Based on: Fanizza, M., Galke, N., Lumbreras, J., Rouzé, C., & Winter, A. Learning finitely correlated states: stability of the spectral reconstruction. arXiv:2312.07516.
Slides available here.
Marta Florido Llinas  From regular languages to quantum states
In this talk, I will introduce regular language quantum states (RLS), a physically relevant family of quantum manybody states based on the welldeveloped theory of regular languages from computer science. I will explain how this connection can be leveraged to develop a theoretical framework for RLS in terms of matrix product states (MPS), enabling us to address key challenges, such as localunitary equivalence, that conventional MPS theory cannot handle. I will also highlight some applications and potential generalizations (https://arxiv.org/abs/2407.17641).
Slides available here.
Guglielmo Lami  Anticoncentration in Random Tensor Network states
We study the inverse participation ratio (IPR) of random Matrix Product States in the computational basis. We obtain analytical expressions for the IPR at any order for both open and closed boundary conditions. We also find the leading order of the associated probability distribution (aka collision or overlaps probability distribution) in a certain scaling limit. We moreover obtain numerical results for the frame potential of MPS and for the 2dimensional case, by means of random Projected Entangled Plaquette States (PEPS).
Hugo Lebeau  A Random Matrix Approach to LowMultilinearRank Tensor Approximation
This work presents a comprehensive understanding of the estimation of a planted lowrank signal from a general spiked tensor model near the computational threshold. Relying on standard tools from the theory of large random matrices, we characterize the largedimensional spectral behavior of the unfoldings of the data tensor and exhibit relevant signaltonoise ratios governing the detectability of the principal directions of the signal. These results allow to accurately predict the reconstruction performance of truncated multilinear SVD (MLSVD) in the nontrivial regime. This is particularly important since it serves as an initialization of the higherorder orthogonal iteration (HOOI) scheme, whose convergence to the best lowmultilinearrank approximation depends entirely on its initialization. We give a sufficient condition for the convergence of HOOI and show that the number of iterations before convergence tends to 1 in the largedimensional limit.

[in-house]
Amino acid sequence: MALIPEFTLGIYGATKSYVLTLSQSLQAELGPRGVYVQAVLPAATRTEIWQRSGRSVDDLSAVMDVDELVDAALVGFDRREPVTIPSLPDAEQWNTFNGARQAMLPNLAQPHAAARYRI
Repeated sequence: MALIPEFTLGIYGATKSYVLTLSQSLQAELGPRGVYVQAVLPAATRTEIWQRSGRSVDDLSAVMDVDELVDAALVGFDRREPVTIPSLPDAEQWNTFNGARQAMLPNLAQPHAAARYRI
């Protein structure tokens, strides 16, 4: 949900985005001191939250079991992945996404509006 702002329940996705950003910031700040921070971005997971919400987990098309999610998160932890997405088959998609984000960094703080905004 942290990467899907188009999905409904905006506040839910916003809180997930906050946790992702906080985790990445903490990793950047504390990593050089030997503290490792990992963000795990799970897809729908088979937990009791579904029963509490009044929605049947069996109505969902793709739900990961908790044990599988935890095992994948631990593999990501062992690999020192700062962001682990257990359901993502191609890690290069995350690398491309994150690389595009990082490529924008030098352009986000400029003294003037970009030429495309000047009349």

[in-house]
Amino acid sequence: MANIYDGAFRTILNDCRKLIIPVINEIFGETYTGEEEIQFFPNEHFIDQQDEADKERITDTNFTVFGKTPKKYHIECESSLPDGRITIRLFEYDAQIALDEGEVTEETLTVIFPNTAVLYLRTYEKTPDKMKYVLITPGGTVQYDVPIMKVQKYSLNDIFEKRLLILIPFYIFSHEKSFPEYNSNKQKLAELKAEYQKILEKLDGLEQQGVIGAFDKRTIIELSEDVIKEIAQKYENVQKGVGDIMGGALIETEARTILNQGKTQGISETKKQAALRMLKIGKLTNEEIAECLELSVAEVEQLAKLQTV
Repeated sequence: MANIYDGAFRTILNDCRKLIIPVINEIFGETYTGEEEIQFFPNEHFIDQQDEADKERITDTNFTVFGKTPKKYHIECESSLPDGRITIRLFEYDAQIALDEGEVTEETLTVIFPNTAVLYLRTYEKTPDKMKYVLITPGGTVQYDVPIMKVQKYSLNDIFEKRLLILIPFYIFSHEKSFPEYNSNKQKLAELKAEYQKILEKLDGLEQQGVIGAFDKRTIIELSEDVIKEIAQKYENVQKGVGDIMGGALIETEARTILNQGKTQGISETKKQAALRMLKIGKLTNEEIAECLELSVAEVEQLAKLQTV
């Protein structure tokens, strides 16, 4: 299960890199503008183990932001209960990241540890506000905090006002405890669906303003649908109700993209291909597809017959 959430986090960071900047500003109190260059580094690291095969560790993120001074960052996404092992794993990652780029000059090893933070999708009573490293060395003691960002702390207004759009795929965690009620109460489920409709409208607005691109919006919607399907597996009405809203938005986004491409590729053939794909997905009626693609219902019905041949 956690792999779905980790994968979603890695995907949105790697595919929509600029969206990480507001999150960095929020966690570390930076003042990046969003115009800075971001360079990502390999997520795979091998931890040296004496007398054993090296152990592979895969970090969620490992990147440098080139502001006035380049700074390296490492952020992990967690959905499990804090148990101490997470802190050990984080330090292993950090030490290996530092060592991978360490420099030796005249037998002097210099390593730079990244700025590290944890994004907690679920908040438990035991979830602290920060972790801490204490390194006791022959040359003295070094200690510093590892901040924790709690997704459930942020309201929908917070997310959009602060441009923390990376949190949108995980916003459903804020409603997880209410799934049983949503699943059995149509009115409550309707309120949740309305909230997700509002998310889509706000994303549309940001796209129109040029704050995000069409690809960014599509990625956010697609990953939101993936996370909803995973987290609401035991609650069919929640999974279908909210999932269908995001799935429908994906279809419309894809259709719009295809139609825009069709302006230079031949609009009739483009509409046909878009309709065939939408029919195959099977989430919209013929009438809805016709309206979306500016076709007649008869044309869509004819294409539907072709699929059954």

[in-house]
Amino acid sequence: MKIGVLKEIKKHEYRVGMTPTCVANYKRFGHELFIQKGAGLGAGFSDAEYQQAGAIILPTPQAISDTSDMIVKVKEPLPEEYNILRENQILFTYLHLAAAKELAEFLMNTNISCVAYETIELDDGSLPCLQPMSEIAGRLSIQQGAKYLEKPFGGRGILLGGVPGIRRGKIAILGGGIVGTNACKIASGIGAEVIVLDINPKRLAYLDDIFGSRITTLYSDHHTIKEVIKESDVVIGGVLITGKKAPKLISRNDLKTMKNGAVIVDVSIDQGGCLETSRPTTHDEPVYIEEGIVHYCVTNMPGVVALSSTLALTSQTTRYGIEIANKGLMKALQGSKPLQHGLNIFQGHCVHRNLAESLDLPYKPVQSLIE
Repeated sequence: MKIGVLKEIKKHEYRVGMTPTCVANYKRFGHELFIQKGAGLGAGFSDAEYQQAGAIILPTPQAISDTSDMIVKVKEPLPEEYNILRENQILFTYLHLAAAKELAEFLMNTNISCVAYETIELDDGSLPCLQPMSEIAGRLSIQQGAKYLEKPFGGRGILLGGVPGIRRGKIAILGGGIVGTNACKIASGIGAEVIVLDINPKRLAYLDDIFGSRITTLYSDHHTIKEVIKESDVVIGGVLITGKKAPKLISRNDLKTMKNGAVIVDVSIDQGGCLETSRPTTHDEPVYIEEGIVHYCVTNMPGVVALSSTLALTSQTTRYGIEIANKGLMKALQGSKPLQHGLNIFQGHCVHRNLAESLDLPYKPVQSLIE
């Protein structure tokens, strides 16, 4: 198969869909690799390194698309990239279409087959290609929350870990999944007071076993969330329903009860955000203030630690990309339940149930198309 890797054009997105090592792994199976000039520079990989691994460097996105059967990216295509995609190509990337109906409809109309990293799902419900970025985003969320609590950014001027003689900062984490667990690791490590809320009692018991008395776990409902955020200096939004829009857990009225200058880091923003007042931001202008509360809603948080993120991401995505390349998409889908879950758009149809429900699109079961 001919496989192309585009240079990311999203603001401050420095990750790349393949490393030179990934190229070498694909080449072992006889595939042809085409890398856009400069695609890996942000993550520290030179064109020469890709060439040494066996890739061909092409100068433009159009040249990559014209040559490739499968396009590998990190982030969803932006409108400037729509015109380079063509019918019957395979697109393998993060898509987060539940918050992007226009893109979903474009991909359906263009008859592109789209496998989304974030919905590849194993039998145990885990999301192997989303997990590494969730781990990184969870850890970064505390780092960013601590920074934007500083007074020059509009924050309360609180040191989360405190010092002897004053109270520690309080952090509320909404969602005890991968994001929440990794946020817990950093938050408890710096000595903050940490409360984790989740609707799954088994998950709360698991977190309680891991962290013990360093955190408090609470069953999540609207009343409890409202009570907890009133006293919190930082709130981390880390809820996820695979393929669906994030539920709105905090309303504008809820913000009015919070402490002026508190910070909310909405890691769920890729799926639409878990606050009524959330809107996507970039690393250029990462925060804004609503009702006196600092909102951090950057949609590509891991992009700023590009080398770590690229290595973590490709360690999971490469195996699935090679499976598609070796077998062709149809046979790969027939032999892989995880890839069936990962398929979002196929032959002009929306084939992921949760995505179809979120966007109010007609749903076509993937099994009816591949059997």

Slides available here.
Thomas Muller  Duality and double scaling limit of random tensor models
Random matrix models can be used to generate maps indexed by their genus g. A generalization of such models is given by rank d random tensor models, where the generated graphs are (d+1)edge coloured graphs (or equivalently dstranded graphs) indexed by Gurau’s degree. In this talk, I will present two aspects of such tensor models. First, I will discuss the double scaling limit of a tensor model whose interaction possesses the topology of a prism. In this limit, achieved by tuning the coupling constant of the interaction to its critical value and the size of the tensors to infinity, a richer family of graphs contributes compared to the one in the simple large N limit. In a second part, I will present a duality that links tensor models with O(N) symmetry to dual models with Sp(N) symmetry. Such duality holds graph by graph in perturbation theory.
Slides available here.
SangJun Park  Tensorfreeness and central limit theorem
Voiculescu's notion of asymptotic free independence applies to a wide range of random matrices, including those that are independent and unitary invariant. In this talk, we generalize this notion by considering random matrices with a tensor product structure that are invariant under the action of localunitaries. We show that, given the existence of limit 'tensormoments' described by tuples of permutations, an independent family of localunitary invariant random matrices satisfies a new kind of freeness in the limit, which we will call 'tensorfreeness'. This can be defined via vanishing mixed 'tensorfree cumulants', allowing the joint moments of tensorfree elements to be described in terms of that of individual elements. Additionally, we propose a tensorfree version of the central limit theorem, which extends and recovers the recent results on central limit theorem for tensor products of free variables. This is joint work with Ion Nechita.